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Supreme Court Update: Time Barring CERCLA Claims on Contaminated Sites
June 17, 2014
If you have purchased property within the last ten years, and there is a chance hazardous wastes are located on site, you may be running out of time to exercise your right to receive compensation from prior owners due to a recent interpretation of the Comprehensive Environmental Response, Compensation and Liability Act (“CERCLA”). The Supreme Court recently barred a claim by plaintiffs who sought damages for contamination on their property caused by a prior owner, who had sold them the property 24 years earlier, even though they had no knowledge of the contamination until 22 years after purchasing. This holding will impact sellers and buyers alike, by penalizing purchasers who fail to thoroughly evaluate the environmental condition of their properties, but also providing a reliable “cut-off” date of liability for prior activities by sellers.
In CTS Corp. v. Waldburger (“CTS Corp”)[i], the Supreme Court held that CERCLA does not preempt state statutes of repose, which limit the time in which a plaintiff can bring a claim after a wrongful act was committed. CTS owned an electronics plant for nearly 40 years and used and stored hazardous chemicals on site, including trichloroethylene. In 1985, CTS sold the property along with a promise that the land was “environmentally sound” to several buyers. However, the buyers discovered the hazardous chemicals in 2009, when EPA informed them that hazardous chemicals tied to CTS’ operations had been found in their wells.
Upon learning of the contamination, the buyers and other adjacent property owners filed suit against CTS Corporation seeking compensation for damages caused by the chemicals in a nuisance claim. CERCLA, a federal statute allowing parties to force remediation or obtain reimbursement of cleanup costs, does not allow for damages for nuisance.
Nuisance actions are “tort” claims – claims that one party has injured another through their actions or a breach of duty. Governed by state law, most tort actions are time-restricted by state statutes of limitation as well as a similar mechanism called “statutes of repose.” Statutes of limitation require that a claim must be brought within a certain amount of time after the injury occurs or the plaintiff becomes aware of it. On the other hand, statutes of repose exist for the benefit of the person committing the tort – it provides a “cut off” date from the time of the last wrongful act, after which, the potential defendant is no longer exposed to liability for their past actions, regardless of whether or not the injury is discovered. Both statues define the temporal period during which a claim can be brought, but, as the Supreme Court pointed out, are measured from different times and exist for different policy reasons.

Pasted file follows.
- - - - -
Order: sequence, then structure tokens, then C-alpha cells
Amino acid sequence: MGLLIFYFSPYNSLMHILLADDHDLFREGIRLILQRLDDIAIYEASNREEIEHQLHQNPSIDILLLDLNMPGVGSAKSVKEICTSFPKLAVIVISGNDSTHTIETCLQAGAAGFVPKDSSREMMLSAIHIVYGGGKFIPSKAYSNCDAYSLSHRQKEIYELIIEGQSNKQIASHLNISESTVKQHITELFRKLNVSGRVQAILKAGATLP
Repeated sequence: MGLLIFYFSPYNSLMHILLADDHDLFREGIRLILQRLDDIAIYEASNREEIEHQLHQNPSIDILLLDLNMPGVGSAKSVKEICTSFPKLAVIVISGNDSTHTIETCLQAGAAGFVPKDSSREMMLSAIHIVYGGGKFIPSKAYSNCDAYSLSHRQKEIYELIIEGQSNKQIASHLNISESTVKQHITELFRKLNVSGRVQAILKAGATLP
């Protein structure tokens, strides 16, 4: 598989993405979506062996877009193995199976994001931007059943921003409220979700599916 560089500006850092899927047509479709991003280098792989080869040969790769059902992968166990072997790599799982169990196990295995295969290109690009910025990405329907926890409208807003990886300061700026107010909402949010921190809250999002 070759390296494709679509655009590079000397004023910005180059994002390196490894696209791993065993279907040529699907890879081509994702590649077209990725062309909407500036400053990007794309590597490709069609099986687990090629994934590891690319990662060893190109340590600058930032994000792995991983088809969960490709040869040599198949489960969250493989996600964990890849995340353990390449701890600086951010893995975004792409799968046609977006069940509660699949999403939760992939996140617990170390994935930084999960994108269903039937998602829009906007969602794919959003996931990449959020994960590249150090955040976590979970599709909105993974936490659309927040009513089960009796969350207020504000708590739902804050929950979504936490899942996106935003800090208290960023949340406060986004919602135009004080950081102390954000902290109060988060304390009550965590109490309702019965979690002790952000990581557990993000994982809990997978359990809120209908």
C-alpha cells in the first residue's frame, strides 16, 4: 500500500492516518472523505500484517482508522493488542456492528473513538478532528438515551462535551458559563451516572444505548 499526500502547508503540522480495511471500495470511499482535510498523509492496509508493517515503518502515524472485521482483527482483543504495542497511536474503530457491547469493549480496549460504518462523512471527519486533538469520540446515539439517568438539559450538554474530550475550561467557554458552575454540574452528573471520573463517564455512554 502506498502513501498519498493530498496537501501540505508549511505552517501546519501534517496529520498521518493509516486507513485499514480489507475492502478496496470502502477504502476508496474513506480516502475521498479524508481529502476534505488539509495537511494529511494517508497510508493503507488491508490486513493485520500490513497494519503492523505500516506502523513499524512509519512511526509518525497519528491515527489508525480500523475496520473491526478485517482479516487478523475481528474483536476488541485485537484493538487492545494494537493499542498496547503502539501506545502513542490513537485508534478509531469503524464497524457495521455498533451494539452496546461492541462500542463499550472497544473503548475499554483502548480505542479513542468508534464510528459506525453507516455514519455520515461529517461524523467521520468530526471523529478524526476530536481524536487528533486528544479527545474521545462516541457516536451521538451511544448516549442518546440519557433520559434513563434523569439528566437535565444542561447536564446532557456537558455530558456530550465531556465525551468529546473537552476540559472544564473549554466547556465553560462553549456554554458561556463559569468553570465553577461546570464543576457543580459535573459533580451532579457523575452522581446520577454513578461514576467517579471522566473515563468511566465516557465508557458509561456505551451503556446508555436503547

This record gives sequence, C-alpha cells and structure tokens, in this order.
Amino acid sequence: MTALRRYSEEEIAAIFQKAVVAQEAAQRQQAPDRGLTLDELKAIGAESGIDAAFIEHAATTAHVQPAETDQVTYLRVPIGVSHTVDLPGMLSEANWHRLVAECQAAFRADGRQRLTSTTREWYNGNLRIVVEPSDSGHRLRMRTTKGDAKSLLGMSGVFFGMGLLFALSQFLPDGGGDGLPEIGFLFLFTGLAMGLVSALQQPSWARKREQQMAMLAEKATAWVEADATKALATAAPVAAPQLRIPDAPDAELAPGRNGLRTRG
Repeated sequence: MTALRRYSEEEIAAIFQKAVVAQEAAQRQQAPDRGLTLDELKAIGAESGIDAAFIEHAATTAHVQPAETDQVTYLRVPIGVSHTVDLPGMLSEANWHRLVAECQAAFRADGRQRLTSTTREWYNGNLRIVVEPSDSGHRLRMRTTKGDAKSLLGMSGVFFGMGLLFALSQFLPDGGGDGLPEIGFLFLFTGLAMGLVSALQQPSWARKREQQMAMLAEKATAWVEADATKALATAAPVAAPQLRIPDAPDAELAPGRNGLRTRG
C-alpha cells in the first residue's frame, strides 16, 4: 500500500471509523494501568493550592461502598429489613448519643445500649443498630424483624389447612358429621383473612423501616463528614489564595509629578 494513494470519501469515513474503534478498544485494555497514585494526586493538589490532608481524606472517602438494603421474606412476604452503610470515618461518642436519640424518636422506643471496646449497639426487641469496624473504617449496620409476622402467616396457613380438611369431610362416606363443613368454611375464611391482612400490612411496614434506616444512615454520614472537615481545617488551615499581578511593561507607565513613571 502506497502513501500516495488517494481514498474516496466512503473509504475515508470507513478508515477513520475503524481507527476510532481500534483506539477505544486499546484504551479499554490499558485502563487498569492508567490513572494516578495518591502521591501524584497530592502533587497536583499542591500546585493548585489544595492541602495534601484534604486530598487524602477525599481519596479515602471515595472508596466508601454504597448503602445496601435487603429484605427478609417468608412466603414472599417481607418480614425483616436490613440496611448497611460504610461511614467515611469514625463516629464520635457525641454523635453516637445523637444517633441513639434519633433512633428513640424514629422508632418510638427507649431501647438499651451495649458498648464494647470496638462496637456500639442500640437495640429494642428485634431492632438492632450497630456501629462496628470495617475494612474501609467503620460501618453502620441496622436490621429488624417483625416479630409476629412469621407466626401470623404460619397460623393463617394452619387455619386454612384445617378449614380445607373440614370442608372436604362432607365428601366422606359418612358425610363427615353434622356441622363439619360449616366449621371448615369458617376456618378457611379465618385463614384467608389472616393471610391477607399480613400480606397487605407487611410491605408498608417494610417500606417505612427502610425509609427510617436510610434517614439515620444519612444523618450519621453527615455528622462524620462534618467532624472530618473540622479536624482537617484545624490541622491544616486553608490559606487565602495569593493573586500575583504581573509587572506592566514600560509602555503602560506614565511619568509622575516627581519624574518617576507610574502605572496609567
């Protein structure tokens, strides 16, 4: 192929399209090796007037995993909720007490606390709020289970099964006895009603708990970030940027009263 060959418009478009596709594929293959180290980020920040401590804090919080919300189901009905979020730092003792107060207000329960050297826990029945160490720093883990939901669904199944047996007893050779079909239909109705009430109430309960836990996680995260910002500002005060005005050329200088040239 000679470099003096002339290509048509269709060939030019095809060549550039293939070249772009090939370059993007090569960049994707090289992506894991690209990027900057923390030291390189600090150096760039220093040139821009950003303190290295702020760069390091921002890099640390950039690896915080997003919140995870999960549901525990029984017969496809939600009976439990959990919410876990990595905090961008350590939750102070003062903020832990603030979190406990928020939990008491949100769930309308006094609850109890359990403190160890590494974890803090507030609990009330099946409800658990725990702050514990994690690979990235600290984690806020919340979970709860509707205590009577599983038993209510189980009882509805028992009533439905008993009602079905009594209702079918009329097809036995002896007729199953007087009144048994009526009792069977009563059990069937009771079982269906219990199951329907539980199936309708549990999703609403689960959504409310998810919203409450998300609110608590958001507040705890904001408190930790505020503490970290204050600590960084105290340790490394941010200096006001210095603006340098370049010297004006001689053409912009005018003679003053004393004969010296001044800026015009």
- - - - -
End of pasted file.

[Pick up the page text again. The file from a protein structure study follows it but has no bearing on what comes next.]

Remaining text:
CERCLA preempts state laws that conflict with its terms – including state statutes of limitations that begin to accrue before the plaintiff has knowledge of the contamination. This is in place because environmental contamination on a property is difficult to discover, and often is not noticeable for several years after the contamination occurs. However, when the plaintiffs in CTS Corp filed their claim, the lower court held that it was barred due to the state’s statute of repose, which barred claims after ten years from the last culpable act. The plaintiffs appealed to the Supreme Court, arguing that they deserved an extension because they had no knowledge of the contamination, and that CERCLA should pre-empt the state statute. However, the Supreme Court disagreed, stating that statutes of repose reflect “legislative decisions that as a matter of policy there should be a specific time beyond which a defendant should no longer be subjected to protracted liability.” Further, since CERCLA referenced only the ability to extend time beyond a statute of limitations, they concluded that Congress did not intend to pre-empt statutes of repose.
As a result, the claim for damages against CTS was dismissed.
The practical outcome of this case is that an avenue for recovery is cut off for potential plaintiffs in states that have a statute of repose. In states like Ohio, which have a ten-year statute of repose, this holding may directly impact the rights of businesses that own or recently sold sites in the state with a history of contamination,
The full text of the opinion can be found on the Supreme Court’s website
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[i] CTS Corp. v. Waldburger, No. 13-339 (June 9, 2014).
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